Study: Low-fat diet does not appear to cut risk of breast cancer
March 10, 1999
(CNN) -- Researchers have found no evidence that a low-fat diet helps reduce a woman's risk of breast cancer, according to a new study in the March 10 issue of the Journal of the American Medical Association.
Dr. Michelle Holmes, of Harvard University Medical School and Brigham and Women's Hospital in Boston, led the 14-year study which followed 88,795 women who were cancer-free at the start of the research in 1980.
Researchers looked for a relationship between breast cancer and fat intake by examining the participants' long-term diet through food frequency questionnaires administered in 1980, 1984, 1986 and 1990. The analysis included different types of fat as well as total fat.
"We found no evidence that lower intake of total fat or particular types of fat over 14 years of follow-up was associated with decreased risk of breast cancer," the researchers concluded in the article published in JAMA.
Researchers said previous studies on fat intake and breast cancer risk were inconclusive. The prevailing belief has been that a low-fat diet -- the consumption of less than 20 percent of daily calories from fat -- could reduce a woman's risk of breast cancer.
The study, funded by the National Institutes of Health, was conducted as part of the Brigham and Women's Hospital "Nurses' Health Study."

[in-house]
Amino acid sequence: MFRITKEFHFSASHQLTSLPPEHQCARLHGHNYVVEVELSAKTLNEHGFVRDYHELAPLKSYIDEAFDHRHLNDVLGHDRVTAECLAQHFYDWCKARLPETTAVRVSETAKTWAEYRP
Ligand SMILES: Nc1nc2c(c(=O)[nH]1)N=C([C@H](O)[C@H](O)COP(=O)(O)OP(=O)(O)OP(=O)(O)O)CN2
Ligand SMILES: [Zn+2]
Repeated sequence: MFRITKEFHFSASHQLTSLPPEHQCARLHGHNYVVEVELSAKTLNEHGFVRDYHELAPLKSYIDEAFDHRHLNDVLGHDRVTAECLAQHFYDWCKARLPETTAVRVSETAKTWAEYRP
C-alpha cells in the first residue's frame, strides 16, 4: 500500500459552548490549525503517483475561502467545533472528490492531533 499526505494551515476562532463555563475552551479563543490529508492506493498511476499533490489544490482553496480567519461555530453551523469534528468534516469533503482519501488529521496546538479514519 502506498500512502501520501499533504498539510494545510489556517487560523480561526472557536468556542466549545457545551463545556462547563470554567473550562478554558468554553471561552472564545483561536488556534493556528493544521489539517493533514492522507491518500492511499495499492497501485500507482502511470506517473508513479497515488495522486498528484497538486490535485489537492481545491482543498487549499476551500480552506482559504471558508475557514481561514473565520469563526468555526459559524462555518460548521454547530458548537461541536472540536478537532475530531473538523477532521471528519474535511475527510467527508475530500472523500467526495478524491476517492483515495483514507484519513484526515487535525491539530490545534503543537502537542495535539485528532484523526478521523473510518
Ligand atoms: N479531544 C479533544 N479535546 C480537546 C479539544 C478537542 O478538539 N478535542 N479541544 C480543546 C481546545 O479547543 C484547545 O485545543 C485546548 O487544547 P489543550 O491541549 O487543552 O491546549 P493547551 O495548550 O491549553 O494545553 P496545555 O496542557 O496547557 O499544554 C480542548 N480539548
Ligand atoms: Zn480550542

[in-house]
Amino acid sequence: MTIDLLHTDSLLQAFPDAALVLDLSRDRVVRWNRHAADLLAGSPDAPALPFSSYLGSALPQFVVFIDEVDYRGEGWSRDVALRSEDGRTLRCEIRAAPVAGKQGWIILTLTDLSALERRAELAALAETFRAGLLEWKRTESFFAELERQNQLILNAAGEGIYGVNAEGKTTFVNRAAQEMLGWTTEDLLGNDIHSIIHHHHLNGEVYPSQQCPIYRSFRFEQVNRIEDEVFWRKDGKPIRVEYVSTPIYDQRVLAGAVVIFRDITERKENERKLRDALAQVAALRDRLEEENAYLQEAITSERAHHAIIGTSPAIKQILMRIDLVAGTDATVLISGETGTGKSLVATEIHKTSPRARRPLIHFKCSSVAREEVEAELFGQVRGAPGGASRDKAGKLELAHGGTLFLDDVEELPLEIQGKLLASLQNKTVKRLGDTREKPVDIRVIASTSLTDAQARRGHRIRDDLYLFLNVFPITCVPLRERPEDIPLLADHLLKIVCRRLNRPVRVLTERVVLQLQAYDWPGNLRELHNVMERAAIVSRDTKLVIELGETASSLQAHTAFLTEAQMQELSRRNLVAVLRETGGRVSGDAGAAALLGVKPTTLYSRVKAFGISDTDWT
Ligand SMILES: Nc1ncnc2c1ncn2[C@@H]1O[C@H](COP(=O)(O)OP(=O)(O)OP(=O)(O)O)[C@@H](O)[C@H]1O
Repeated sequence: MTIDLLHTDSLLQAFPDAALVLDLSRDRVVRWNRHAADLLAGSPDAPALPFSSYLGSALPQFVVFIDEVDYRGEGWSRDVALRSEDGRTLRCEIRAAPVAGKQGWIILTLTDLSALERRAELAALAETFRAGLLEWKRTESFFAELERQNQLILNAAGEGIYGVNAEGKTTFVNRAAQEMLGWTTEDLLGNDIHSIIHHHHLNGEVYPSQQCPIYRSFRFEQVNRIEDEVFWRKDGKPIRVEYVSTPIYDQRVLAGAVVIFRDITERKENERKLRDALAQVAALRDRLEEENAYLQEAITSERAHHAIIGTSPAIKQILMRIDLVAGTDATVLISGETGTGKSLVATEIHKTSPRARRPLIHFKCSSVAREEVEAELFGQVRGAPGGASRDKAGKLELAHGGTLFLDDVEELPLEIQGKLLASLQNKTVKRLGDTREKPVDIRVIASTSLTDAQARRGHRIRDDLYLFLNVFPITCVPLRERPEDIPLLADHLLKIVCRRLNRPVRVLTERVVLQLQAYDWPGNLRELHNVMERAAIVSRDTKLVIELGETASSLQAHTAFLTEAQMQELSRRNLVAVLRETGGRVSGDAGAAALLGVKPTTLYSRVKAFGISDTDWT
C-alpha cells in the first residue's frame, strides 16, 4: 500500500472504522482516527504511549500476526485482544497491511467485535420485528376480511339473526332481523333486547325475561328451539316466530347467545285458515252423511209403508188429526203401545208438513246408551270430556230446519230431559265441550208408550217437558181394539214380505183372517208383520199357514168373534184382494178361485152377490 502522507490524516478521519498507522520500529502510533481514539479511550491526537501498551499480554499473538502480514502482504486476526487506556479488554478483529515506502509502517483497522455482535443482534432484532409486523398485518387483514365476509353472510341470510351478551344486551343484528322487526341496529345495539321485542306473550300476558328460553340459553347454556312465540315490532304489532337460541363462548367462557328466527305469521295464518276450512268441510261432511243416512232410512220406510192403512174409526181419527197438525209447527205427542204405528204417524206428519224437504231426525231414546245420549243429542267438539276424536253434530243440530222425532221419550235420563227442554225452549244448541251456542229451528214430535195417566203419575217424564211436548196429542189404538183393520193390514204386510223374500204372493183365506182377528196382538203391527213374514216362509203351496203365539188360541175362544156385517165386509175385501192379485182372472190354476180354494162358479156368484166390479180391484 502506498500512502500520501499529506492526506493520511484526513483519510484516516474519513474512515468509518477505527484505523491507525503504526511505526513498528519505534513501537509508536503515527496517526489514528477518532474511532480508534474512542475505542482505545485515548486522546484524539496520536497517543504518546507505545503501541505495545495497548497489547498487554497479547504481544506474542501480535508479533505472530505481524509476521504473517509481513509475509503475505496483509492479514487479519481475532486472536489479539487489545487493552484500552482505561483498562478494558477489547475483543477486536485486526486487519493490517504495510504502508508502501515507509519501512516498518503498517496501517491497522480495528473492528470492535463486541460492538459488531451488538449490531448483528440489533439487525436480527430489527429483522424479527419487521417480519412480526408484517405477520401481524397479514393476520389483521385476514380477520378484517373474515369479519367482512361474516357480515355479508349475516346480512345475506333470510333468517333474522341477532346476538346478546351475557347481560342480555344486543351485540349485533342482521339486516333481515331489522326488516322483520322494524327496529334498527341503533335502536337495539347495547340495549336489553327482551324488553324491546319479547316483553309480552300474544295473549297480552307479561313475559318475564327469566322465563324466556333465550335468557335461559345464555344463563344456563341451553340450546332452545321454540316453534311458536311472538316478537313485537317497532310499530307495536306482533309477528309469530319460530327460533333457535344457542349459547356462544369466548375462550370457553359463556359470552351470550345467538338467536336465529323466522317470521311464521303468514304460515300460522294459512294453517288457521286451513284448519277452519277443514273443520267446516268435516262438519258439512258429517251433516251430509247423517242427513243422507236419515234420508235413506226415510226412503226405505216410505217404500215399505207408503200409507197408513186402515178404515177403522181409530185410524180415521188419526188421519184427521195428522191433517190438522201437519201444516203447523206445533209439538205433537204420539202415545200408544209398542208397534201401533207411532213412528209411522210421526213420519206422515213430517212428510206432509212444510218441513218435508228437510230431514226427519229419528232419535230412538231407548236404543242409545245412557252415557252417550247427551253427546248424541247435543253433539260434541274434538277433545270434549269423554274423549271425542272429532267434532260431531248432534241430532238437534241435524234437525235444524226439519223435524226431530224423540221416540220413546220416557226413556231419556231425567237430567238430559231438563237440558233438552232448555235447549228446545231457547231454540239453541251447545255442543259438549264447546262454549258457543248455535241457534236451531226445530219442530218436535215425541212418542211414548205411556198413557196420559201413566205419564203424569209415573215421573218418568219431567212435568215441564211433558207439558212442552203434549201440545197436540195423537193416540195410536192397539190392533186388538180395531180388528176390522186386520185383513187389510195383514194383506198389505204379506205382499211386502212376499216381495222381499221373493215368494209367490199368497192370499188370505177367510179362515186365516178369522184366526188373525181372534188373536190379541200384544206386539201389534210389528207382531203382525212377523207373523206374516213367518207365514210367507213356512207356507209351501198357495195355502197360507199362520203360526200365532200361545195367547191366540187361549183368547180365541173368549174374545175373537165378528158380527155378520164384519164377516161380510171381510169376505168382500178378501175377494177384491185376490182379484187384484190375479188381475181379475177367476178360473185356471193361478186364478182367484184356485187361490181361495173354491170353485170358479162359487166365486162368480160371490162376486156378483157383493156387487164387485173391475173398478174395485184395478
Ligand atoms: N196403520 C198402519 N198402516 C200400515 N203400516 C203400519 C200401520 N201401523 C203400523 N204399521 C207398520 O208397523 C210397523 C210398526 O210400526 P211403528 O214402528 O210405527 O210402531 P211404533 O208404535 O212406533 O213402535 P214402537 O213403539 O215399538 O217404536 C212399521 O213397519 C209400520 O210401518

The research found no increased risk of breast cancer with an increased intake of animal fat, polyunsaturated fat, saturated fat, or trans-unsaturated fat in women who replaced carbohydrates with fat.
The study also showed no evidence of a decrease in the risk of breast cancer with increased intake of vegetable fat or monounsaturated fat. These fats have been found to help prevent heart disease.
While a low-fat diet doesn't appear to change breast cancer risk, researchers did point out that women should be concerned about fat intake in relation to heart disease. Studies do show conclusively that a diet low in fat and cholesterol can reduce the risk of that deadly disease.
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The Journal of the American Medical Association
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